House Expenditures to go Online
The US House is expected today to release the quarterly Statement of Disbursements online for the first time.
Sunlight has long called for electronic disclosure of the accounts of Members and other offices within the House, and last June Speaker Pelosi announced this new policy. The US Senate quickly followed, announcing a new policy set to take effect in 2011.
We expect today to be the first time the public will be able to see how their representatives spend their office budgets online, adding a new layer of accountability and trust to the process of representation. As Paul Blumenthal has detailed before, past decades have seen scandal around Members’ expenditures, and the House of Commons in the United Kingdom was recently rocked by a similar scandal, when the public learned how Members of Parliament were spending official funds.
Today’s release will mark a proactive stance from the US House, voluntarily creating more effective disclosure, and responding to new expectations that information be available online for it to be truly public. It will also be just a first step. Since the disclosure will likely take the form of a big PDF, we’re going to be hard at work making the information more accessible and meaningful, and we’ll have updates here and on future posts explaining what we’re up to.
We’ll also be pushing, in the medium term, for this disclosure system to be strengthened. Eventually, this information will be posted in a structured format, in real time, for the public to process and examine online. Moving from huge books examined by very few people to PDFs posted publicly once a quarter is an enormous step forward. Moving from those files to a real-time feed of structured data will be a similarly huge step.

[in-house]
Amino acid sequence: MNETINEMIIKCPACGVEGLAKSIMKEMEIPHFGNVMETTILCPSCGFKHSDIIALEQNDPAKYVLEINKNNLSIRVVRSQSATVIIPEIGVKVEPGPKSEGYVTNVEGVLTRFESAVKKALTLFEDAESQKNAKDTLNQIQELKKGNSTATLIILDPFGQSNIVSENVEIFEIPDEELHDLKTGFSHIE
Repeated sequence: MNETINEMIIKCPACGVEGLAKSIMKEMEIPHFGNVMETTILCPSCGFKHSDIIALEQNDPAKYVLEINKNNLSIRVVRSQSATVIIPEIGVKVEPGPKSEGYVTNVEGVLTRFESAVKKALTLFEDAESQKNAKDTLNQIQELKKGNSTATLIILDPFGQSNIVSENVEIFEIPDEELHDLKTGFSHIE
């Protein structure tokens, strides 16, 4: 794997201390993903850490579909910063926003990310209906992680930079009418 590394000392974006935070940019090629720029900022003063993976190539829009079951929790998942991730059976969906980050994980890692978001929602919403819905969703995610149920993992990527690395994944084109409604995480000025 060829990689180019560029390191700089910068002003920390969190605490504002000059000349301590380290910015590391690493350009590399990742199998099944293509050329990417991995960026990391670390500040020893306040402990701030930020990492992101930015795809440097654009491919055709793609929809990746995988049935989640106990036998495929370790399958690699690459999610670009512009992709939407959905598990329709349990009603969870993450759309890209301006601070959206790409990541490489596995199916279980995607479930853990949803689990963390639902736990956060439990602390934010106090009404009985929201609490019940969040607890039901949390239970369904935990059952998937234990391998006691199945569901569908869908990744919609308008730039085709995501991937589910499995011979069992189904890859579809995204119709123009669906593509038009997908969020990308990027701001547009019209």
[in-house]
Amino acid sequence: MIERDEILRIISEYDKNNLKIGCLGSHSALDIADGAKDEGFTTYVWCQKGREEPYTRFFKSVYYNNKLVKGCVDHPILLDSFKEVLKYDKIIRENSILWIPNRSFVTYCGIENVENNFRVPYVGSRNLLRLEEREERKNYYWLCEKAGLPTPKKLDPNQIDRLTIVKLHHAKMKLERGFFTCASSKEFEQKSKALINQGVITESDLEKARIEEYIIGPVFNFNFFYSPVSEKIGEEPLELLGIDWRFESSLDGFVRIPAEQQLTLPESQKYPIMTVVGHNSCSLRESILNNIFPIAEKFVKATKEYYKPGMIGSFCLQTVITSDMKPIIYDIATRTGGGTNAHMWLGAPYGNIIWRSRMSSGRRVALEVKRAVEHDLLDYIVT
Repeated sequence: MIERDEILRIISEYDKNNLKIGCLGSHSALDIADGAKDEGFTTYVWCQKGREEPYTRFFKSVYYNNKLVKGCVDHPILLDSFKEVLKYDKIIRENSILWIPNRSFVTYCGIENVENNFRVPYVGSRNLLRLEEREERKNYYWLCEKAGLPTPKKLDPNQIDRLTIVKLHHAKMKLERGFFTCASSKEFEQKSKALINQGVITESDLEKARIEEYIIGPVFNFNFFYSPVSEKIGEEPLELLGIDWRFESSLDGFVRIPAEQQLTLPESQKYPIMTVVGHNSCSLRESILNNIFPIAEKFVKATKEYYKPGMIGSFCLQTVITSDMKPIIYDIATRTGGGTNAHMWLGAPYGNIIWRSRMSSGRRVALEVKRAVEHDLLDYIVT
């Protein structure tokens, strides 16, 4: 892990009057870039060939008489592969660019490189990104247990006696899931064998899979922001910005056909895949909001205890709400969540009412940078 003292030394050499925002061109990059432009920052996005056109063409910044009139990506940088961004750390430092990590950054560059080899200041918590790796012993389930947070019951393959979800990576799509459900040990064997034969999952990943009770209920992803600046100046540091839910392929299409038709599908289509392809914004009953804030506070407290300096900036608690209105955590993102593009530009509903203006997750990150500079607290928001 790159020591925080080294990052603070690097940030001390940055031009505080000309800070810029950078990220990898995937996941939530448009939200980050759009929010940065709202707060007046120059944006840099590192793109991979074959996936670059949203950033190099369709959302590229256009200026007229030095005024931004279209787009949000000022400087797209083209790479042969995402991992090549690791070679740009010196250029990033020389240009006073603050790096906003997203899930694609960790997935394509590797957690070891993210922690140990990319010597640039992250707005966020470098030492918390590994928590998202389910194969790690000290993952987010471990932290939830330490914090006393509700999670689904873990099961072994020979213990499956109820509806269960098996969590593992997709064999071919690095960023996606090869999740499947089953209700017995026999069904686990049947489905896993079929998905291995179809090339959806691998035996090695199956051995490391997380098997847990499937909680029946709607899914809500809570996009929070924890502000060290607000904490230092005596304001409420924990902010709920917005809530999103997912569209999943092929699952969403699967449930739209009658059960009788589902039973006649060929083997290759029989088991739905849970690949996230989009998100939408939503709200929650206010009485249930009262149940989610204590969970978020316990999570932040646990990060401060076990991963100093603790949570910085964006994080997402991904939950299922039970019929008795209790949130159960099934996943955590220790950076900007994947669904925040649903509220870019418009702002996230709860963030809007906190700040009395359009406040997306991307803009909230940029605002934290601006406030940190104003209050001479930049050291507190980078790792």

For more information on what these reports may contain, the Committee on House Administration is a good place to start.
Update: The House will publish the expenditures here:
…and the site says they’ll go live around 1 PM.
Update 2: The site is up, and you can download the PDFs here:
We’ll be mirroring a copy soon.
Update 3: Eric Mill on the Sunlight Labs blog has some hosted PDFs, and discusses what we’ll be working on…
Update 4: Looks like CongressDaily is trying to make this into something it’s not. Their brief coverage (sub only) says this:
The reports posted today reflect activity from July through September. Pelosi made the decision to post the reports after published stories this summer raised questions about how some House members are using their office allowances, which cannot be used for personal benefit. While most spending by lawmakers goes to staff salaries and office expenses, the reports documented how some has gone toward items such as luxury cars and high-end electronics.
The implication is clearly that this is the result of some scandal. The Wall Street Journal coverage they’re presumably referring to doesn’t make that case at all:
A spokesman for the speaker said her action wasn’t prompted by the articles, which found mostly routine spending on staff salaries, travel and office rent, as well as supplies, printing and mailing. The 2008 reports also showed taxpayer money spent on luxury car leases, big-screen TVs, pricey laptops known as “Toughbooks” and fresh-cut flower arrangements.
House and Senate lawmakers receive annual allowances of $1.3 million to $4.5 million to run their offices. All the expenditures reviewed by the Journal were legal, and the disclosures complied with congressional rules.
Sometimes the sexiest answer isn’t the right one.
Update 5: RollCall has an interesting quote from a spokesman for the CAO:
Jeff Ventura, spokesman for House Chief Administrative Officer Dan Beard, said the House doesn’t have any plans to put the information into a more accessible and searchable form. But if there’s a “huge demand” in the future, he said, the chamber may reconsider.
“We’d be disrupting a process that currently exists,” he said, “and we’re very hesitant to mess with that.”
It’ll be interesting to see whether that “huge demand” will come to exist. In the coming weeks, we could see complete silence or scandals, apathy or impassioned debate over House expenditures. I wonder if local media outlets will look into their own Members’ expense records, now that they’re more easily accessible?